Anna Sorokin, a German national who came to be known around high society in New York City as Anna Delvey, will be deported back to her home country for scamming banks and individuals, regardless of the outcome of her trial.
The Daily Mail says that Anna Delvey came to the United States initially under the visa waiver program, but she has overstayed that program which allows people from 38 countries to visit the U.S. for up to 90 days without a visa.
Rachael Yong Yow, a spokeswoman with U.S. Immigration and Customs Enforcement (ICE) says that the department of corrections has been instructed to hand over the German national as soon as the criminal proceedings are over, despite the outcome.
“ICE is requesting that we be notified before her release from local custody so she can be taken into ICE custody. Regardless of whether or not she is convicted, she is amenable for removal because she is a visa waiver overstay. If she is convicted, she is sentenced to serve her time in the US.”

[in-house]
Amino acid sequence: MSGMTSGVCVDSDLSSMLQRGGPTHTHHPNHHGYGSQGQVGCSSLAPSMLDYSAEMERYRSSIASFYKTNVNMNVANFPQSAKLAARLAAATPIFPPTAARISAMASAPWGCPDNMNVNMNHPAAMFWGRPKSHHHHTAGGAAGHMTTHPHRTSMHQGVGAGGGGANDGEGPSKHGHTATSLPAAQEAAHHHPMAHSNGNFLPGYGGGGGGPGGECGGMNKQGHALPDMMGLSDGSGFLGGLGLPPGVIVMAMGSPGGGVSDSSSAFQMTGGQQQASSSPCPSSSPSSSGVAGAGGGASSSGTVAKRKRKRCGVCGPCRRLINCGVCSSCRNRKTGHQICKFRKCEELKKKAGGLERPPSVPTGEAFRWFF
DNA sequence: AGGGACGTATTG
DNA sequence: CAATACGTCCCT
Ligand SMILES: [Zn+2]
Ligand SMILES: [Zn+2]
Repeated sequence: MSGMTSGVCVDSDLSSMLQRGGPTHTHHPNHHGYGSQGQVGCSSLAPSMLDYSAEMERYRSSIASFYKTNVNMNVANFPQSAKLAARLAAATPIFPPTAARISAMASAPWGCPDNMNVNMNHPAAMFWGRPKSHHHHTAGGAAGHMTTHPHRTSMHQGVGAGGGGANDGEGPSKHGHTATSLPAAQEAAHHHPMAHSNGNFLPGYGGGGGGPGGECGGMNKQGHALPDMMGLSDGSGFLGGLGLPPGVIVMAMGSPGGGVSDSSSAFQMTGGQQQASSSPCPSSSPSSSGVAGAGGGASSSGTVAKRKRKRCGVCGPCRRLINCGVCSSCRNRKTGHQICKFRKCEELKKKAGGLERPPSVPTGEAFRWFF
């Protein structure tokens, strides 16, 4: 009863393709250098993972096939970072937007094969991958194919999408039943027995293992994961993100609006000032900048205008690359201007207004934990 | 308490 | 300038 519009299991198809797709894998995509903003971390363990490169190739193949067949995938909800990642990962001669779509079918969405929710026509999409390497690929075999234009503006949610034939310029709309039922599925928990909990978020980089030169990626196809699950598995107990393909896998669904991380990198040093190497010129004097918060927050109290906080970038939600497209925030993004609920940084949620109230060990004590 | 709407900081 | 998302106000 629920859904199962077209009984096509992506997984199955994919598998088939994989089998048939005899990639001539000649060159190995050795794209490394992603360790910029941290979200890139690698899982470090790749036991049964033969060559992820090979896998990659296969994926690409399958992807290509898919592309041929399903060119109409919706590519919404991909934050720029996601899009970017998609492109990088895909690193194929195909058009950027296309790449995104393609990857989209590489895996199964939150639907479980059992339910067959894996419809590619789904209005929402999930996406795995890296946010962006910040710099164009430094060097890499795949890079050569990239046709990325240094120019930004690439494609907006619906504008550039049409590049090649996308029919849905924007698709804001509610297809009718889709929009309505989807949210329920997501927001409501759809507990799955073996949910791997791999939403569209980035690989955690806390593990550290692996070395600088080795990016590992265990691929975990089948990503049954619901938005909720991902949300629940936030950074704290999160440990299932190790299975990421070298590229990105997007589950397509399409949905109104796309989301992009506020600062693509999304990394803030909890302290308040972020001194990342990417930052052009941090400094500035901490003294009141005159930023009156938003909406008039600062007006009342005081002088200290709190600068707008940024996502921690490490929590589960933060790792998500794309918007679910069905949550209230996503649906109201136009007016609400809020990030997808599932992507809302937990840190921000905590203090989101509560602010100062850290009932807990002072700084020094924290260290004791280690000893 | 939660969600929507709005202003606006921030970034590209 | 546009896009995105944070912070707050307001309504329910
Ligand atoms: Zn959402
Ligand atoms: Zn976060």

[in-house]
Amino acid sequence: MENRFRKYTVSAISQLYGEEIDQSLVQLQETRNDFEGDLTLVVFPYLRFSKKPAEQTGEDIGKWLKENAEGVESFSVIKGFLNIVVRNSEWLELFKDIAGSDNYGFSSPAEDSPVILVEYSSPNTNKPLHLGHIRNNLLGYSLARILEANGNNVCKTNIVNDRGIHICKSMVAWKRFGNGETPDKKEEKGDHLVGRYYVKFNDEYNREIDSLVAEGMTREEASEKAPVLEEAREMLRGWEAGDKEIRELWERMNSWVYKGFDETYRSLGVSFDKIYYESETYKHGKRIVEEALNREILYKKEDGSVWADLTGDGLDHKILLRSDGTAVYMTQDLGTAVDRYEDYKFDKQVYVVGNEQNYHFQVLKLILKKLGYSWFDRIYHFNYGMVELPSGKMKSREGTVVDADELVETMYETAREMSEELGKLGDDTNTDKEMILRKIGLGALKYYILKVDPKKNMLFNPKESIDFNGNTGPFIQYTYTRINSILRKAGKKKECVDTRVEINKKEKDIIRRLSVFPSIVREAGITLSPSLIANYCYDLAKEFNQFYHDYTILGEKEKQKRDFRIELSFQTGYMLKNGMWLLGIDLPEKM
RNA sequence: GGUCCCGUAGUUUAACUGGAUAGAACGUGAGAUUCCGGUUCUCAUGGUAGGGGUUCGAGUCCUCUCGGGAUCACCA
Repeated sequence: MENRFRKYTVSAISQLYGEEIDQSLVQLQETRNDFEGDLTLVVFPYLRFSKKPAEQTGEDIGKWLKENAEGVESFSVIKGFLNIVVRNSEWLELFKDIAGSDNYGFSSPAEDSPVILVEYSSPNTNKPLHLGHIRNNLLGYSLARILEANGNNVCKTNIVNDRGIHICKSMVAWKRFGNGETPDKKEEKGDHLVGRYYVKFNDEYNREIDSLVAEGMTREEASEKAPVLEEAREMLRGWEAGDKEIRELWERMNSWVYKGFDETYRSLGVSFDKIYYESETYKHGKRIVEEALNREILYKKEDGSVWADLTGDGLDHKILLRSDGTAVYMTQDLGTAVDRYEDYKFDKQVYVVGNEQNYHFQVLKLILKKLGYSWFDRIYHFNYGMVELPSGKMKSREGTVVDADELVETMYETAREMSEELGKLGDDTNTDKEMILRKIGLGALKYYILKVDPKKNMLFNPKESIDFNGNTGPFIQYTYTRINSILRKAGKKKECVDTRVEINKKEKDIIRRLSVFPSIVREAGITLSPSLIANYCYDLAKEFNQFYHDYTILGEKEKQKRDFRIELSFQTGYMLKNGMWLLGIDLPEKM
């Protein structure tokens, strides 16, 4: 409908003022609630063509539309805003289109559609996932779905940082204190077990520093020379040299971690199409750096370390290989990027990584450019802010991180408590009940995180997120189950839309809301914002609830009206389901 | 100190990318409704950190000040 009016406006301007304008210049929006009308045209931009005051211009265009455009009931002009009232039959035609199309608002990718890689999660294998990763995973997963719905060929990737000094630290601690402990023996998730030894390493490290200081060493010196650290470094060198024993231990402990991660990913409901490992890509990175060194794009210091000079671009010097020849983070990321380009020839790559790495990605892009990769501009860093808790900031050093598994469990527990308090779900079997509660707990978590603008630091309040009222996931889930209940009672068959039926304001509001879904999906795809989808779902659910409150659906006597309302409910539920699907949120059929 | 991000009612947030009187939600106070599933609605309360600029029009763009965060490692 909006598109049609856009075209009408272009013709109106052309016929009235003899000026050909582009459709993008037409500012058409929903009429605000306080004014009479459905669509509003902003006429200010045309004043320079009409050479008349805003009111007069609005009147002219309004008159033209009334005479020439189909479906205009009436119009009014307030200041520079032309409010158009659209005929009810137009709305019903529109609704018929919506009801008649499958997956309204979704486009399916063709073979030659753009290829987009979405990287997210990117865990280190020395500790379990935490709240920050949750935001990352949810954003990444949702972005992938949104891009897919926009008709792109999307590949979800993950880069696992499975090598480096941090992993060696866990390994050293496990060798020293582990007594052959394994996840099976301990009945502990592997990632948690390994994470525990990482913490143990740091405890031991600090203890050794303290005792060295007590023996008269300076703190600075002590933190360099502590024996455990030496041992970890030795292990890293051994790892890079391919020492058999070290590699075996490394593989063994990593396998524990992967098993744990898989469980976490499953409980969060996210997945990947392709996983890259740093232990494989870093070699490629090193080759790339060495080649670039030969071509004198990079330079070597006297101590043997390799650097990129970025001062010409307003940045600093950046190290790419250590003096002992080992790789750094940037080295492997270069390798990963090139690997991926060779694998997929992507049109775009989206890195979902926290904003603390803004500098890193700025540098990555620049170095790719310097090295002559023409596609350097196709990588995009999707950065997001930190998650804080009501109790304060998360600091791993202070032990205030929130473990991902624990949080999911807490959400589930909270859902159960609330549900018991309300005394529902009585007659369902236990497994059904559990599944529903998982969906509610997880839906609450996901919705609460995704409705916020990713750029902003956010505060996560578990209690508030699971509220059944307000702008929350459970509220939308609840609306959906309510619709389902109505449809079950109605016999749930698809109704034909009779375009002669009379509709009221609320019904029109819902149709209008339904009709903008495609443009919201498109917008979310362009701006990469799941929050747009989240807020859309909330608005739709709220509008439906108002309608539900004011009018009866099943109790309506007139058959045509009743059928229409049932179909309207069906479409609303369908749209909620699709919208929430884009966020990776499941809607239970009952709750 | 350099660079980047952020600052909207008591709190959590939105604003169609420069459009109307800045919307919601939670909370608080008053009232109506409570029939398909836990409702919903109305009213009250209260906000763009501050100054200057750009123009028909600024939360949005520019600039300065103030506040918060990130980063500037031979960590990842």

Sorokin, who reinvented herself as Anna Delvey, an heiress daughter of a make-believe Russian billionaire, started an organization called the “Anna Delvey Foundation” which she used to skip out on bills at hotels and loan payments around the city, signing up for overdrafts with more than one bank based on fraudulent bank statements.
— Hank Grezlak (@HGrezlakTLI) March 22, 2019
In 2017, Anna Sorokin was arrested and charged with ten counts of larceny, notifying her that her alleged crimes are a deportable offense as her thefts amount to over $275,000. Sorokin’s appearance in court was a dressed down version of her former persona, complete with sneakers and her hair pulled back in a ponytail.
The Gothamist says that Sorokin, who is being called a “social grifter” is being held at Rikers Island after turning down a plea deal in December which would have allowed her to be deported immediately back to Germany. Several hoteliers are among the people expected to testify against Sorokin, who is being accused of staging the con, according to The New York Post.
“Jurors will hear that Sorokin allegedly Googled the phrases ‘faking bank statements,” ‘generate fake credit score report’ and ‘faking bank statements [sic] penalties,’ according to the judge’s ruling.”
Sorokin’s story has drawn the interest of several actors, writers and directors who want to bring the tale to the big screen and/or Netflix, all based on features in the New Yorker from the time of the German national’s arrest.